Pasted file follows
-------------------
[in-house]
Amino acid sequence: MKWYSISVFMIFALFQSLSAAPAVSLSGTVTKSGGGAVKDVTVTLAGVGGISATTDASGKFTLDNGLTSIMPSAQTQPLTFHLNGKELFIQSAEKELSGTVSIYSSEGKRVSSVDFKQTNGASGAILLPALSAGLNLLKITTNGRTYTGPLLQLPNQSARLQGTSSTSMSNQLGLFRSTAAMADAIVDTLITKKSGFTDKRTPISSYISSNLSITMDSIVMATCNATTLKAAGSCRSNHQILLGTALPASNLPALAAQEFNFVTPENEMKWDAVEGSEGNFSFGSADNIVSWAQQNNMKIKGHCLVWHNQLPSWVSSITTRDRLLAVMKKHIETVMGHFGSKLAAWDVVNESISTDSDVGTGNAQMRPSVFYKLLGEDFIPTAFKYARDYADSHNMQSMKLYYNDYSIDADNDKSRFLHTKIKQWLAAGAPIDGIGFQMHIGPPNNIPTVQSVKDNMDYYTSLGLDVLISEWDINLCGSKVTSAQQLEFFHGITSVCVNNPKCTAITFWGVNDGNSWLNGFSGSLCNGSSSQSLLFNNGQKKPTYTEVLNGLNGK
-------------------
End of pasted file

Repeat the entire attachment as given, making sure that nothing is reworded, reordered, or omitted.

[in-house]
Amino acid sequence: MKWYSISVFMIFALFQSLSAAPAVSLSGTVTKSGGGAVKDVTVTLAGVGGISATTDASGKFTLDNGLTSIMPSAQTQPLTFHLNGKELFIQSAEKELSGTVSIYSSEGKRVSSVDFKQTNGASGAILLPALSAGLNLLKITTNGRTYTGPLLQLPNQSARLQGTSSTSMSNQLGLFRSTAAMADAIVDTLITKKSGFTDKRTPISSYISSNLSITMDSIVMATCNATTLKAAGSCRSNHQILLGTALPASNLPALAAQEFNFVTPENEMKWDAVEGSEGNFSFGSADNIVSWAQQNNMKIKGHCLVWHNQLPSWVSSITTRDRLLAVMKKHIETVMGHFGSKLAAWDVVNESISTDSDVGTGNAQMRPSVFYKLLGEDFIPTAFKYARDYADSHNMQSMKLYYNDYSIDADNDKSRFLHTKIKQWLAAGAPIDGIGFQMHIGPPNNIPTVQSVKDNMDYYTSLGLDVLISEWDINLCGSKVTSAQQLEFFHGITSVCVNNPKCTAITFWGVNDGNSWLNGFSGSLCNGSSSQSLLFNNGQKKPTYTEVLNGLNGK